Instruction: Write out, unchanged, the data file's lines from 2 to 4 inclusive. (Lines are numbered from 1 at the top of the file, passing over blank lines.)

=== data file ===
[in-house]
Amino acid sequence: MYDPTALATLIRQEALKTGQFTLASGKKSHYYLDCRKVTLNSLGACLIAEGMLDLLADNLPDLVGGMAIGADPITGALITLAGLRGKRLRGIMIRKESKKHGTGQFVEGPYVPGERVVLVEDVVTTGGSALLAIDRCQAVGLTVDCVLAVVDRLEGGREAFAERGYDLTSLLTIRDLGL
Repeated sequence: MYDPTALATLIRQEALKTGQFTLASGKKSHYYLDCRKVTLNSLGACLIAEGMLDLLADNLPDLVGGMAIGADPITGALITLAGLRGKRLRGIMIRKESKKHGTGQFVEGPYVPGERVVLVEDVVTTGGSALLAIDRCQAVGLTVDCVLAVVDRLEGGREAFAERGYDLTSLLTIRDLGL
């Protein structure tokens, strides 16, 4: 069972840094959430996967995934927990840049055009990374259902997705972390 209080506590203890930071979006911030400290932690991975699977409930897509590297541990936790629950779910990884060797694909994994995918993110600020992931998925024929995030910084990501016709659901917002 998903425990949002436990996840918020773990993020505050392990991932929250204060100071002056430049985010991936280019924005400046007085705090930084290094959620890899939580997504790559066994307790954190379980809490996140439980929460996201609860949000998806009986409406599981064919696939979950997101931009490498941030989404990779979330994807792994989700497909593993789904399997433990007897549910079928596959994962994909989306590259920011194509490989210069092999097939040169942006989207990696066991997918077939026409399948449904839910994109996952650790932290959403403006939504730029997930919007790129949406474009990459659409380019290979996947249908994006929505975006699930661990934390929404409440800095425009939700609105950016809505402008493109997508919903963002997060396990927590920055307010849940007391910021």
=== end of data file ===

Amino acid sequence: MYDPTALATLIRQEALKTGQFTLASGKKSHYYLDCRKVTLNSLGACLIAEGMLDLLADNLPDLVGGMAIGADPITGALITLAGLRGKRLRGIMIRKESKKHGTGQFVEGPYVPGERVVLVEDVVTTGGSALLAIDRCQAVGLTVDCVLAVVDRLEGGREAFAERGYDLTSLLTIRDLGL
Repeated sequence: MYDPTALATLIRQEALKTGQFTLASGKKSHYYLDCRKVTLNSLGACLIAEGMLDLLADNLPDLVGGMAIGADPITGALITLAGLRGKRLRGIMIRKESKKHGTGQFVEGPYVPGERVVLVEDVVTTGGSALLAIDRCQAVGLTVDCVLAVVDRLEGGREAFAERGYDLTSLLTIRDLGL
């Protein structure tokens, strides 16, 4: 069972840094959430996967995934927990840049055009990374259902997705972390 209080506590203890930071979006911030400290932690991975699977409930897509590297541990936790629950779910990884060797694909994994995918993110600020992931998925024929995030910084990501016709659901917002 998903425990949002436990996840918020773990993020505050392990991932929250204060100071002056430049985010991936280019924005400046007085705090930084290094959620890899939580997504790559066994307790954190379980809490996140439980929460996201609860949000998806009986409406599981064919696939979950997101931009490498941030989404990779979330994807792994989700497909593993789904399997433990007897549910079928596959994962994909989306590259920011194509490989210069092999097939040169942006989207990696066991997918077939026409399948449904839910994109996952650790932290959403403006939504730029997930919007790129949406474009990459659409380019290979996947249908994006929505975006699930661990934390929404409440800095425009939700609105950016809505402008493109997508919903963002997060396990927590920055307010849940007391910021």